Academic journal article Management Revue

E-HRM: Innovation or Irritation. an Explorative Empirical Study in Five Large Companies on Web-Based HRM**

Academic journal article Management Revue

E-HRM: Innovation or Irritation. an Explorative Empirical Study in Five Large Companies on Web-Based HRM**

Article excerpt

Technological optimistic voices assume that, from a technical perspective, the IT possibilities for HRM are endless: in principal all HR processes can be supported by IT. E-HRM is the relatively new term for this IT supported HRM, especially through the use of web technology. This paper aims at demystifying e-HRM by answering the following questions: what actually is e-HRM?, what are the goals of starting with eHRM?, what types can be distinguished? and what are the outcomes of e-HRM? Based upon the literature, an e-HRM research model is developed and, guided by this model, five organizations have been studied that have already been on the 'e-HR road' for a number of years. We conclude that the goals of e-HRM are mainly to improve HR's administrative efficiency/to achieve cost reduction. Next to this goals, international companies seem to use the introduction of e-HRM to standardize/harmonize HR policies and processes. Further, there is a 'gap' between e-HRM in a technical sense and e-HRM in a practical sense in the five companies involved in our study. Finally, e-HRM hardly helped to improve employee competences, but resulted in cost reduction and a reduction of the administrative burden.

Key words: Electronic Human Resource Management, Human Resource Management, Information Technology, Explorative Case Studies

1. Introduction

Technologically optimistic voices assume that, from a technical perspective, the IT possibilities for HRM are endless: in principal all HR processes can be supported by IT. Words are becoming even more provocative when some say that the question whether HR should become digital already is outdated: HR must become digital! Trapp (2001) warns against the idea that e-commerce is over because the dot.com bubble has burst. He is convinced that the internet will never go away: the use of the internet will keep on increasing as companies look for ways to reduce costs. According to Trapp, HR departments are not immune from such trends, in particular nowadays when they are being pressed to prove their added value to business performance. Jäger (2001) believes that HRM will acquire a new dimension with the emergence of ebusiness.

Wright and Dyer (2000) present a similar line of reasoning: e-business is emerging, and therefore HR and HR professionals are faced with the challenge of performing in ways that are in line with the business. In their view 'HR functions [can] become critical partners in driving success, but to do so requires that HR changes its focus, its role, and its delivery systems' (Wright and Dyer, p. 52). According to them, in e-business, the application of intranet technology for HR is inevitable.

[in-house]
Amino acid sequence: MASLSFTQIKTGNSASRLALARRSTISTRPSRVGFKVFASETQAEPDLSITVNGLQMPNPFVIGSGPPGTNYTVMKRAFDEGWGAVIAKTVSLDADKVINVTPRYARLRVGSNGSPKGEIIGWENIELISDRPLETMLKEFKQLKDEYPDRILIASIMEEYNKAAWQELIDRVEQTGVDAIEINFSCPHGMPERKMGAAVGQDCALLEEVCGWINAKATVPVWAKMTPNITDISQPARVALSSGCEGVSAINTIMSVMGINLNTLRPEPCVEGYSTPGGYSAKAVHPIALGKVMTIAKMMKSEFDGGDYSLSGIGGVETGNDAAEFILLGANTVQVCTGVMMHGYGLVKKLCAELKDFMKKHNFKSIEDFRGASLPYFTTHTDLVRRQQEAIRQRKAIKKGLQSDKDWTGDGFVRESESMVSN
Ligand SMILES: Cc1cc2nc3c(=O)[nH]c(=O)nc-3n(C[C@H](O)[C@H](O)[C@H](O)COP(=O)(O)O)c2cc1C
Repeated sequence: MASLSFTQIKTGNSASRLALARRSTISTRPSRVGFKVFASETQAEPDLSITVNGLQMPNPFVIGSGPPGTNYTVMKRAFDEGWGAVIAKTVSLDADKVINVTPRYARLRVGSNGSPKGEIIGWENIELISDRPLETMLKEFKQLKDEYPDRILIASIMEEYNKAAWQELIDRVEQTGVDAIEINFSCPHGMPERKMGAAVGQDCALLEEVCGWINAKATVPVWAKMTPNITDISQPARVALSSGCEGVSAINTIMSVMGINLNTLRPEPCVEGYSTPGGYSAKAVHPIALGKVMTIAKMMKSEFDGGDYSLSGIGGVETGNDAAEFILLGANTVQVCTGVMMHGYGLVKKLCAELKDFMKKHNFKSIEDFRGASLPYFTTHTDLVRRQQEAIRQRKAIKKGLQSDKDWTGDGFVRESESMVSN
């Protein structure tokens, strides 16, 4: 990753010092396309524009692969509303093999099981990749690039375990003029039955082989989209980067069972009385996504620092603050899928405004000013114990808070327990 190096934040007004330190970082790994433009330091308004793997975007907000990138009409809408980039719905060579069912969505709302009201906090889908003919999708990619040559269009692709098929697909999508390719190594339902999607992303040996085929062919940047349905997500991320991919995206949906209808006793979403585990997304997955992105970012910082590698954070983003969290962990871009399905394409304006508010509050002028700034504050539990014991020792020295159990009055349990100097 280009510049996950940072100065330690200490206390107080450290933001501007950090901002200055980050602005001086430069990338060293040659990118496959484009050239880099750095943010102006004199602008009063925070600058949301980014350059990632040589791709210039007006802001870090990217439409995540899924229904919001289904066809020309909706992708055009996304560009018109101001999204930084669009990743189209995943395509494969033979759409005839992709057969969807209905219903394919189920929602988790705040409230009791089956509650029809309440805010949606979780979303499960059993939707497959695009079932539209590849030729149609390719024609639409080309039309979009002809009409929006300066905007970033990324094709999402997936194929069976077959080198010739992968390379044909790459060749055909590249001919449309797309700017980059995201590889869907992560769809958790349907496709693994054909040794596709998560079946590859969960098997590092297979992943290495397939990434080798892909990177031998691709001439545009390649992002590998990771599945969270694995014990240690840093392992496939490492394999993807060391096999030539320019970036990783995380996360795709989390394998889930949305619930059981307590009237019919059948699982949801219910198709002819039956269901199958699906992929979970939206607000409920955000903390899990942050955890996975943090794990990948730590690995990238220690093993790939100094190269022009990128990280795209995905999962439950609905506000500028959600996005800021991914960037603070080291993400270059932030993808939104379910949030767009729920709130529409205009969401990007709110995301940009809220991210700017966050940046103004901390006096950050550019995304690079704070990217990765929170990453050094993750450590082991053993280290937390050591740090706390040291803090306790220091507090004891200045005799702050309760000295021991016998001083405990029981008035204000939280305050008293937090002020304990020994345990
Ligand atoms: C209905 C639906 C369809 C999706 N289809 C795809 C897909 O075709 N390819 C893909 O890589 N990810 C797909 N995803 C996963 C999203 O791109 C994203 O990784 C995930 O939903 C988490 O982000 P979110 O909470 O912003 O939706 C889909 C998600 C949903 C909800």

We will review the literature and present five case studies. Based upon the literature, an e-HR research model is developed and, guided by this model, five organizations have been studied that have already been on the 'e-HR road' for a number of years.

Before starting to define e-HRM, it is important to identify terms that possibly carry similar meanings to the term e-HRM. In the literature, in addition to e-HR and e-HRM, terms are used such as virtual HR(M), HR intranet, web-based HR, computer-based human resource management systems (CHRIS), and HR portals. We are excluding HR information systems (HRIS), which have been discussed extensively (e.g. DeSanctis, 1986; Kavanagh et al., 1990; Cascio and Awad, 1981; Haines and Petit, 1997), since there is a fundamental difference between HRIS and e-HR in that basically HRIS are directed towards the HR department itself. Users of these systems are mainly HR staff. These types of systems aim to improve the processes within the HR departments itself, albeit in order to improve the service towards the business. With eHR, the target group is not the HR staff but people outside this department: the employees and management. HRM services are being offered through an intranet for use by employees. The difference between HRIS and e-HR can be identified as the switch from the automation of HR services towards technological support of information on HR services. …

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